“Fast” may even be an understatement; AtomNet can reportedly screen one million compounds in a day, a volume that would take months via traditional methods.

AtomNet can’t actually invent a new drug, or even say for sure whether a combination of two molecules will yield an effective drug. What it can do is predict how likely a compound is to work against a certain illness. Researchers then use those predictions to narrow thousands of options down to dozens (or less), focusing their testing where there’s more likely to be positive results.

The software has already proven itself by helping create new drugs for two diseases, Ebola and multiple sclerosis. The MS drug has been licensed to a British pharmaceutical company, and the Ebola drug is being submitted to a peer-reviewed journal for additional analysis.

While AtomNet is a promising technology that will make discovering new drugs faster and easier, it’s worth noting that the future of medicine is also moving towards a proactive rather than reactive approach; rather than solely inventing drugs to cure sick people, focus will shift to carefully monitoring our health and taking necessary steps to keep us from getting sick in the first place.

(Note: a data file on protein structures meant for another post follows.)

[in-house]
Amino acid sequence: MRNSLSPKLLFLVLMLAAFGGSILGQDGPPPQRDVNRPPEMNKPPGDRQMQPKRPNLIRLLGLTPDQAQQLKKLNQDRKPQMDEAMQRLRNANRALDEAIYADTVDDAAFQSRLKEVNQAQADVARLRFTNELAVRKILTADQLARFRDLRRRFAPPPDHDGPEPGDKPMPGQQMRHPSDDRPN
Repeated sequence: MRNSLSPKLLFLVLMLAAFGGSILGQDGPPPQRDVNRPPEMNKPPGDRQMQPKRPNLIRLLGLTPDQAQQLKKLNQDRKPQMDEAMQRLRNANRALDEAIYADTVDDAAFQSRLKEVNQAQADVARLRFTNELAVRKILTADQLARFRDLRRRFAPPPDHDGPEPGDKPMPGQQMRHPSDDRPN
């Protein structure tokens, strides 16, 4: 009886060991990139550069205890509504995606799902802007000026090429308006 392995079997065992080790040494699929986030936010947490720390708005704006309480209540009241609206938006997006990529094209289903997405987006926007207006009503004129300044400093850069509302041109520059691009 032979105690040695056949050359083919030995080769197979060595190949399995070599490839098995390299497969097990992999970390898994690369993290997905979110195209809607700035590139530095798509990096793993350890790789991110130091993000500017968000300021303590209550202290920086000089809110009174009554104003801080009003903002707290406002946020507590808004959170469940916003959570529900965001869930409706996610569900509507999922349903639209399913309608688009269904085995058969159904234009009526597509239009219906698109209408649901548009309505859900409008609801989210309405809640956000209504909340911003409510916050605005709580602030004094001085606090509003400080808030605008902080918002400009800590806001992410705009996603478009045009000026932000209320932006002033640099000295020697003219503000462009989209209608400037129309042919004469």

Watch Big Pharma fight against it - via more PR Justified Greed from implying they do all the heavy lifting regarding drug development. But the last dozen years or so, most Pharmaceutical companies pushing to purchase, extend patents, and hike costs on formulas researched and funded by the Gubmint (gasp - 'oh no') while predominately pursuing the most expensive and rarest medicines for long term need. 
miamizsun

miamizsun Avatar

Location: (3261.3 Miles SE of RP)
Gender: Male


Posted: May 16, 2017 - 2:50pm


miamizsun

miamizsun Avatar

Location: (3261.3 Miles SE of RP)
Gender: Male


Posted: May 16, 2017 - 5:08am

via singularity hub

 

To create a new drug, researchers have to test tens of thousands of compounds to determine how they interact. And that’s the easy part; after a substance is found to be effective against a disease, it has to perform well in three different phases of clinical trials and be approved by regulatory bodies.

It’s estimated that, on average, one new drug coming to market can take 1,000 people, 12-15 years, and up to $1.6 billion.